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CSR: Government Initiatives to Empower Rural Youth

Some of the most critical developmental goals that governments strive to achieve are providing employment, securing livelihoods and improving incomes of the people. Indian economy has an advantage in the form of its favorable demographic composition. With 877 million working-age people, India is the largest young nation in the world. According to IMF, India can improve up to 2% annual growth rate, if the demographic dividend is harnessed appropriately. However, the growth potential relies heavily on skilling and employability of the youth

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CSR: Rise in India’s Carbon Emissions

India has been responsible for 2,299 million tons of carbon dioxide emissions in 2018, according to a report by the International Energy Agency (IEA). This is a significant rise of 4.8% as compared to the previous year. The report has stated that India’s emissions growth this year was higher than that of the US and China, who are the biggest emitters in the world. The rise in carbon emissions has been accounted to the increase in coal consumption

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CSR: Government Initiatives to Bring Sustainability in India’s Agriculture

India is predominantly an agrarian country. Agriculture employs almost half of the country’s workforce. It is also responsible for providing livelihood to the majority of the country’s population. However, with the growing demand for food, the agriculture sector of the country is caught between providing food at affordable prices and generating the necessary income to meet the basic standard of living for the majority of the population. About 70% of the arable land in India is drought prone, 12% is flood prone and 8% is cyclone prone

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CSR reforms as a nursery for empathetic learning and innovations

CSR reforms for augmenting inclusive innovation movement are overdue. So far, a very few Corporations (foundations apart) have really devoted their Corporate social responsibility (CSR) investment strategy towards augmenting innovations. If we exclude, the contributions of Public Sector Corporations towards CSR, the total contribution for CSR is very low by the rest of the thousands of the corporations. Why should Companies pay attention to CSR which is social obligation imposed by the government but for more important strategic reason. One of the important reasons is that by engaging with socially disadvantaged regions, the Corporations can learn to be empathetic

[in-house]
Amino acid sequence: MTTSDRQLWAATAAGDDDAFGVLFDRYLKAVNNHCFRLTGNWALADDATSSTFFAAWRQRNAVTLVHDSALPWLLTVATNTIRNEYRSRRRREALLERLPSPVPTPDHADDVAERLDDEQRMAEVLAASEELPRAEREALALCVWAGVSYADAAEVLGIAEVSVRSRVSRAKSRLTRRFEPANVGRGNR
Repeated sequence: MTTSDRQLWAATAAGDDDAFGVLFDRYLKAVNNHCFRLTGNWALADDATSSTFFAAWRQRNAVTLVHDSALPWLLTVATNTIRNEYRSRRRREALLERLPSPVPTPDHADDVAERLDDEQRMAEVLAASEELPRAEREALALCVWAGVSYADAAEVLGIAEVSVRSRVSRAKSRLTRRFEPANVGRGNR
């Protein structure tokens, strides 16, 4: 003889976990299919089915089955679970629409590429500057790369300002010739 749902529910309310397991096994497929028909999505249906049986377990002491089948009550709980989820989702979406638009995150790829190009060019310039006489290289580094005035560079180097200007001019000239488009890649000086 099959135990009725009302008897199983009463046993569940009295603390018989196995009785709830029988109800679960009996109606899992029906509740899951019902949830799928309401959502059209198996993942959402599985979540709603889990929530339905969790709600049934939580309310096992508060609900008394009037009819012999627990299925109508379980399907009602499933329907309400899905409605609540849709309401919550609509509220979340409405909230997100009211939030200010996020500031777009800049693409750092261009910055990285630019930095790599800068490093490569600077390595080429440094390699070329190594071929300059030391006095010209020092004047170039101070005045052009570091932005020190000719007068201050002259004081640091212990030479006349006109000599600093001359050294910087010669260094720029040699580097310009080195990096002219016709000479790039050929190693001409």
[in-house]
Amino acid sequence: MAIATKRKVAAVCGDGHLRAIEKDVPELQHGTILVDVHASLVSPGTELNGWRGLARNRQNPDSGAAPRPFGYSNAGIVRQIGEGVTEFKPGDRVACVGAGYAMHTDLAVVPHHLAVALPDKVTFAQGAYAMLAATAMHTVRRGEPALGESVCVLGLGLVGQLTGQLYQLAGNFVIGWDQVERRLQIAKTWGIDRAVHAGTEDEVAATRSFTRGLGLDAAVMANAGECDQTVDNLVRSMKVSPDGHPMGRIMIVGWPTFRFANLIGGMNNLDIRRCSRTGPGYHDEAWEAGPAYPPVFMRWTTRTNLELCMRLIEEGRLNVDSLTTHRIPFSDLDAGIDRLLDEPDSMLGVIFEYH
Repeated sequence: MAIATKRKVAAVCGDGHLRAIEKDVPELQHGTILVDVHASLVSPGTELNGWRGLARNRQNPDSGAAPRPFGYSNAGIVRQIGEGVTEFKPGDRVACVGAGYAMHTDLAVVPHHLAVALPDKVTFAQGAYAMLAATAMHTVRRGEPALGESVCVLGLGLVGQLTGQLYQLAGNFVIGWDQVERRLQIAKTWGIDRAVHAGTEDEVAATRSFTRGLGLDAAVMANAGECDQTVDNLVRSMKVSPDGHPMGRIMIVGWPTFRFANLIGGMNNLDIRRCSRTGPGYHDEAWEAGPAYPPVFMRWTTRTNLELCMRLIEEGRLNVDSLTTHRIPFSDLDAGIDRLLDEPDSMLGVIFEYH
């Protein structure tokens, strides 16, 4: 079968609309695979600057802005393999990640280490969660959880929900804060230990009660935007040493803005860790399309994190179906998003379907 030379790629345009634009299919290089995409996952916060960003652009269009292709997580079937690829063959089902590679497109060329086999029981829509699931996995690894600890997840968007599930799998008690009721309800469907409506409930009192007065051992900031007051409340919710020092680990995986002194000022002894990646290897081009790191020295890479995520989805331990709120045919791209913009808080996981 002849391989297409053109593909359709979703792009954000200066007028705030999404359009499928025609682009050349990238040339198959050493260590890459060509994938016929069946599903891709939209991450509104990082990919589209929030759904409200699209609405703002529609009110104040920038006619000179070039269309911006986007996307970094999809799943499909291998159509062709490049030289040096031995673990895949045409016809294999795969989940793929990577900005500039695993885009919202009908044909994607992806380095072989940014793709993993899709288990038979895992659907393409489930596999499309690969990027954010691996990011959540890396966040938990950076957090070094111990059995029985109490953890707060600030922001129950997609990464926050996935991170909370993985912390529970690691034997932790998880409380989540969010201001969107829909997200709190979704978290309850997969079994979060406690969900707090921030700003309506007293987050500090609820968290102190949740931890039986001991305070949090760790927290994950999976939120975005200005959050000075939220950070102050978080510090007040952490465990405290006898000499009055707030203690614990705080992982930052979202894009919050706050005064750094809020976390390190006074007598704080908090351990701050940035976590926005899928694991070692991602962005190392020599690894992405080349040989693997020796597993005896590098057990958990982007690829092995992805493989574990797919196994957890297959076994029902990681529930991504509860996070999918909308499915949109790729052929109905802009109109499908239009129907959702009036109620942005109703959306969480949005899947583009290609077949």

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Who’s afraid of CSR?

Corporates can create value for themselves and yet uphold the spirit of the law, of giving back to society With the advent of the new CSR law in India, there have been several discussions on its provisions, lack of specificity and pros/cons. Many feel this would turn out to be merely an accounting exercise, with companies no longer willing to look at innovative solutions for societal good. Some 8,000 companies come under the purview of the Act, pooling an estimated value of more than $100 billion for CSR activities alone. With the Centre and States focusing on nurturing an ecosystem for organisations to flourish, there are several opportunities for businesses to gain from CSR, within the purview of the law as it stands today. An analysis of the CSR activities of the top 300 firms reveals that while 34 per cent of them implement the law through their own foundations, another 30 per cent collaborate with NGOs and other institutions

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